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^txt2regex$: Regular Expression Tool To Create Regex from Description April 21, 2007

Posted by Carthik in applications, commands, packages, ubuntu.
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^txt2regex$ is a lifesaver. It helps you create regular expression strings in a step by step process, by describing what your regex pattern should do in English (or your own language). The tool can create RegExes for use with 23 different programs, including sed, vim, mysql, and procmail. When you start the program, it will ask you a series of questions like “1. do you want to start matching at the beginning of lines? or 2. search anywhere?” and “this is followed by…. 1. A specific character…” etc… download it and run it and you will see.

Anyone who has worked with regular expressions for searching and optionally replacing stuff in files knows what a godsend then can be if you get the regex down pat – but they would also know what a time sink they can be if you can’t whip up exactly what you want. In the past, when faced with this kind of a situation, I would read man pages, books, experiment, fail and then, finally, succeed after a good half hour or so. txt2regex is a tool that eliminates the confusion. Totally.

You can install txt2regex on Ubuntu by doing a:
$sudo apt-get install txt2regex

Among its features include the ability to print a list of characteristics of the regular expression syntax for various tools, a history tool which keeps track of you past regexes, and some pre-built regexes that are often used – for dates, times and numbers.

For example,
$txt2regex --all --make number3
will create the regex for all supported tools. The regex will match a number of the form “34,412,069.90″

Here’s the output:

carthik@milan:~$ txt2regex --all --make number3

### number LEVEL 3: level 2 plus optional commas, like: 34,412,069.90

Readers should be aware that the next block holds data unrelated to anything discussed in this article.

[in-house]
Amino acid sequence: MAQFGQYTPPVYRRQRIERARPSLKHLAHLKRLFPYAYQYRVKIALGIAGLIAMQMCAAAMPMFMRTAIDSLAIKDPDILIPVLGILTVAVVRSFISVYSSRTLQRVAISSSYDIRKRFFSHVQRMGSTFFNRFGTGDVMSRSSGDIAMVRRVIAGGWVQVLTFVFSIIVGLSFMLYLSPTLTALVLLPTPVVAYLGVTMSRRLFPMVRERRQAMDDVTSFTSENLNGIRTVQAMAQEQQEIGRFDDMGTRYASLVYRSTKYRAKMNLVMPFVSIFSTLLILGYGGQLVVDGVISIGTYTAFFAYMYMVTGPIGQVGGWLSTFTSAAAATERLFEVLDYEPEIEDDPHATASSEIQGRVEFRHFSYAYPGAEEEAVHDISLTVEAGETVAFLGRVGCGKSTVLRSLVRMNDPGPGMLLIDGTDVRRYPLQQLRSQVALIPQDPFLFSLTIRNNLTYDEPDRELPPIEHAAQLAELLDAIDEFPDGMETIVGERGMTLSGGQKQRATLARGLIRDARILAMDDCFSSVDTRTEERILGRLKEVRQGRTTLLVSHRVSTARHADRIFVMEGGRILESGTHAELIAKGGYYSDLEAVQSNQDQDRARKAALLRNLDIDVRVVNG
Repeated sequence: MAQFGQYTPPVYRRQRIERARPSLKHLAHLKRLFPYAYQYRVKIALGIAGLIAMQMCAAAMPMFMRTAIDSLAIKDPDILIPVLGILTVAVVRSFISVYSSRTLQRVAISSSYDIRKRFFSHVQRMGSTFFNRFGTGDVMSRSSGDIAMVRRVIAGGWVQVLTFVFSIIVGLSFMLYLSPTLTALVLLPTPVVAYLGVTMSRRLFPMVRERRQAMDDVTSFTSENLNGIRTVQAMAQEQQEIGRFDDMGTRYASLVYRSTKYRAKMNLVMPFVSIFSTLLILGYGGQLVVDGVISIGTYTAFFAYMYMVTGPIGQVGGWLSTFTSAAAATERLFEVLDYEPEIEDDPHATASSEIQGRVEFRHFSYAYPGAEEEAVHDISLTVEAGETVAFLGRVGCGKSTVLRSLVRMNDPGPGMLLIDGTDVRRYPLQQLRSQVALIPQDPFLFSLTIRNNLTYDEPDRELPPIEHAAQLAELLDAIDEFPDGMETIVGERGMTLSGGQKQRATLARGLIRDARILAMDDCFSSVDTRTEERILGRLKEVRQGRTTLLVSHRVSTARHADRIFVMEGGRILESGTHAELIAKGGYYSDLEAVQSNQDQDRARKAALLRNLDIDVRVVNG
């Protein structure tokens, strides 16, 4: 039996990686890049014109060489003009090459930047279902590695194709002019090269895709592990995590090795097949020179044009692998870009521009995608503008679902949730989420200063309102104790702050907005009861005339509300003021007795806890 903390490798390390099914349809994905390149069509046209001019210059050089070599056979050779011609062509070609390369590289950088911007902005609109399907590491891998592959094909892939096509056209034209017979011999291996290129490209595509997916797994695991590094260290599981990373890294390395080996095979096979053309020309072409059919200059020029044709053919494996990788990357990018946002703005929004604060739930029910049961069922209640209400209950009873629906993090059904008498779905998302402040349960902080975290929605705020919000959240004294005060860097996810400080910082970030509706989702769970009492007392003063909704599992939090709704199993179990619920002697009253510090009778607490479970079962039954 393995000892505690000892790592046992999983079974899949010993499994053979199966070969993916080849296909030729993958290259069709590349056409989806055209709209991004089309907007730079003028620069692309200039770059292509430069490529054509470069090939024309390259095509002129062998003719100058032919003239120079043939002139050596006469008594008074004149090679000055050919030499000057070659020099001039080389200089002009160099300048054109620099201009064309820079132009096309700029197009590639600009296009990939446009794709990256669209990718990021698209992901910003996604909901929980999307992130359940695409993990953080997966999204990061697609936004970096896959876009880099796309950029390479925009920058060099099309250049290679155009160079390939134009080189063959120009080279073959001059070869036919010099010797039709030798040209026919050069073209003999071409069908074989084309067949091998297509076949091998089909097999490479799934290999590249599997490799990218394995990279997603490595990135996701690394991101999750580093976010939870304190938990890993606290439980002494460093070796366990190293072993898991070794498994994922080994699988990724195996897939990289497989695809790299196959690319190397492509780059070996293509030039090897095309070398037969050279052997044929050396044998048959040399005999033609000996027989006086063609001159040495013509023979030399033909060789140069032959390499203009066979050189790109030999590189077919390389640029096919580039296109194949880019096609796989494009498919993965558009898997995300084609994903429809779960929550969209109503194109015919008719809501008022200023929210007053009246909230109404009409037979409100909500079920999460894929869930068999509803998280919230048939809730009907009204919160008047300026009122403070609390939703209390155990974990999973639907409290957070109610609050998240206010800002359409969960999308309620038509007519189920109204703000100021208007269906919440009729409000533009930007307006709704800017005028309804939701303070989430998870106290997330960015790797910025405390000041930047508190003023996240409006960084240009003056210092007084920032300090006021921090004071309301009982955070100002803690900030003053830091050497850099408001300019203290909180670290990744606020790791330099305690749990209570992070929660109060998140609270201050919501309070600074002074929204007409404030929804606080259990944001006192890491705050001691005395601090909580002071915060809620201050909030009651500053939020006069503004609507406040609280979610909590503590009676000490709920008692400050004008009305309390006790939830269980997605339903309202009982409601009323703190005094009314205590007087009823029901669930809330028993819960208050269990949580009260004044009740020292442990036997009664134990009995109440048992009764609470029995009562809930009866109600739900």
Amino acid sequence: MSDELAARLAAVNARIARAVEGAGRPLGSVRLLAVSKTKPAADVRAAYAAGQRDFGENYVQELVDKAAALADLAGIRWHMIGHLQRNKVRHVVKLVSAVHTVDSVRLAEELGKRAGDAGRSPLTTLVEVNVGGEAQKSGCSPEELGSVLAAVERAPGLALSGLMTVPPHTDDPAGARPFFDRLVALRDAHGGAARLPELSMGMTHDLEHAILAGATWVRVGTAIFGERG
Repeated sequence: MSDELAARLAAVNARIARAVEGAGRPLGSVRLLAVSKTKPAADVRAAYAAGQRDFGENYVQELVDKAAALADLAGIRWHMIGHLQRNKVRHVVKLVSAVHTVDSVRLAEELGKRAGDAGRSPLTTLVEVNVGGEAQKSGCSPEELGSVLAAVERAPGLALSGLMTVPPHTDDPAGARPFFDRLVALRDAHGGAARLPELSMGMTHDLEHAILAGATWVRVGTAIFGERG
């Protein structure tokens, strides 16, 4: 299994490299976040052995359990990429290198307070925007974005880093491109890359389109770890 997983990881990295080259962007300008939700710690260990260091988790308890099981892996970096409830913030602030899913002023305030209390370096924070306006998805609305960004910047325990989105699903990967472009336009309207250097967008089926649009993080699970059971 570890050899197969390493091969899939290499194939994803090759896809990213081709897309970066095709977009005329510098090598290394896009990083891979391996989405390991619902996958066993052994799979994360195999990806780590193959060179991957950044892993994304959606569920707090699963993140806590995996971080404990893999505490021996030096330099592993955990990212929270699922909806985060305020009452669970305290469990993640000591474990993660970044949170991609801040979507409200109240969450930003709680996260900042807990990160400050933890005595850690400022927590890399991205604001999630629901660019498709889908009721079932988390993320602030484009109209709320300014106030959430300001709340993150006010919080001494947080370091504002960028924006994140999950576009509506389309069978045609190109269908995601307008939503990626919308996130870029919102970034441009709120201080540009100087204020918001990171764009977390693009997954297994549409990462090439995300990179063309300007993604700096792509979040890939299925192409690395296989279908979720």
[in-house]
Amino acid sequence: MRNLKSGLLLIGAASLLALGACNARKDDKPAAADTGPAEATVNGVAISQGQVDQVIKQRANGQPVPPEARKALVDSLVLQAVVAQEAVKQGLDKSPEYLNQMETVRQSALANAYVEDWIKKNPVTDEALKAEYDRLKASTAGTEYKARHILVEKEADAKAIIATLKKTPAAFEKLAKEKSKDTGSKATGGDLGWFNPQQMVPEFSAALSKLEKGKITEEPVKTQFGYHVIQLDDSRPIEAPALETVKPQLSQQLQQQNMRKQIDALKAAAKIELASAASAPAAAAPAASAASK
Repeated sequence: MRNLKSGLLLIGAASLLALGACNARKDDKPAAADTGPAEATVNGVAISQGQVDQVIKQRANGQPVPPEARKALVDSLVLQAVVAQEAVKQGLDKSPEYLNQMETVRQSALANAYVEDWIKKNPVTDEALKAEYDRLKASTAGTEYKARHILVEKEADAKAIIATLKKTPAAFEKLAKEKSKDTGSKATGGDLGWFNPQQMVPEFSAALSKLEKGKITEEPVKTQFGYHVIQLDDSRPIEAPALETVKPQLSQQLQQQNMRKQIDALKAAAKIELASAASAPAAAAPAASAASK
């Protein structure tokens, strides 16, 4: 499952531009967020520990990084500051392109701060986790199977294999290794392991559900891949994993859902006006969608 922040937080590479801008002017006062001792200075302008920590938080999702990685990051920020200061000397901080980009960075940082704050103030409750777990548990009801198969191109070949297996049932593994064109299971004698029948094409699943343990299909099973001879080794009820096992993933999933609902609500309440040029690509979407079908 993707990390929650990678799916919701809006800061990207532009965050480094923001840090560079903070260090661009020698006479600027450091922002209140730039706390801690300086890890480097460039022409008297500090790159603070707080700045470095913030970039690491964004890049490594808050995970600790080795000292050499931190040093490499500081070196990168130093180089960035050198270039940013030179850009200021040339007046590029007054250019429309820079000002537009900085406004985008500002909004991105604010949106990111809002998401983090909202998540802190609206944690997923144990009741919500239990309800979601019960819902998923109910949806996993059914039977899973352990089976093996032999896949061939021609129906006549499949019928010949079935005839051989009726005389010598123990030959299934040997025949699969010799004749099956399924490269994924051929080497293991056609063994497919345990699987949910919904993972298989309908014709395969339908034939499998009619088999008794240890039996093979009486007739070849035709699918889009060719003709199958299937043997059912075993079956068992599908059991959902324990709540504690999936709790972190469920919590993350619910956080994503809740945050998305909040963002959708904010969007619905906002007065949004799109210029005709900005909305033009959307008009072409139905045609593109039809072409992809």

RegEx awk       : [+-]?[0-9]!!(,[0-9]!!)*(\.[0-9]!!)?
 RegEx ed        : [+-]\?[0-9]\{1,3\}\(,[0-9]\{3\}\)*\(\.[0-9]\{2\}\)\?
 RegEx egrep     : [+-]?[0-9]{1,3}(,[0-9]{3})*(\.[0-9]{2})?
 RegEx emacs     : [+-]?[0-9]!!\(,[0-9]!!\)*\(\.[0-9]!!\)?
 RegEx expect    : [+-]?[0-9]!!(,[0-9]!!)*(\.[0-9]!!)?
 RegEx find      : [+-]?[0-9]!!\(,[0-9]!!\)*\(\.[0-9]!!\)?
 RegEx gawk      : [+-]?[0-9]{1,3}(,[0-9]{3})*(\.[0-9]{2})?
 RegEx grep      : [+-]\?[0-9]\{1,3\}\(,[0-9]\{3\}\)*\(\.[0-9]\{2\}\)\?
 RegEx javascript: [+-]?[0-9]{1,3}(,[0-9]{3})*(\.[0-9]{2})?
 RegEx lex       : [+-]?[0-9]{1,3}(,[0-9]{3})*(\.[0-9]{2})?
 RegEx lisp      : [+-]?[0-9]!!\\(,[0-9]!!\\)*\\(\\.[0-9]!!\\)?
 RegEx mawk      : [+-]?[0-9]!!(,[0-9]!!)*(\.[0-9]!!)?
 RegEx mysql     : [+-]?[0-9]{1,3}(,[0-9]{3})*(\\.[0-9]{2})?
 RegEx ooo       : [+-]?[0-9]{1,3}(,[0-9]{3})*(\.[0-9]{2})?
 RegEx perl      : [+-]?[0-9]{1,3}(,[0-9]{3})*(\.[0-9]{2})?
 RegEx php       : [+-]?[0-9]{1,3}(,[0-9]{3})*(\.[0-9]{2})?
 RegEx postgres  : [+-]?[0-9]{1,3}(,[0-9]{3})*(\\.[0-9]{2})?
 RegEx procmail  : [+-]?[0-9]!!(,[0-9]!!)*(\.[0-9]!!)?
 RegEx python    : [+-]?[0-9]{1,3}(,[0-9]{3})*(\.[0-9]{2})?
 RegEx sed       : [+-]\?[0-9]\{1,3\}\(,[0-9]\{3\}\)*\(\.[0-9]\{2\}\)\?
 RegEx tcl       : [+-]?[0-9]!!(,[0-9]!!)*(\.[0-9]!!)?
 RegEx vbscript  : [+-]?[0-9]{1,3}(,[0-9]{3})*(\.[0-9]{2})?
 RegEx vi        : [+-]\{0,1\}[0-9]\{1,3\}\(,[0-9]\{3\}\)*\(\.[0-9]\{2\}\)\{0,1\}
 RegEx vim       : [+-]\=[0-9]\{1,3}\(,[0-9]\{3}\)*\(\.[0-9]\{2}\)\=

$txt2regex --help
prints out a short help message

and

man txt2regex
gives some more info.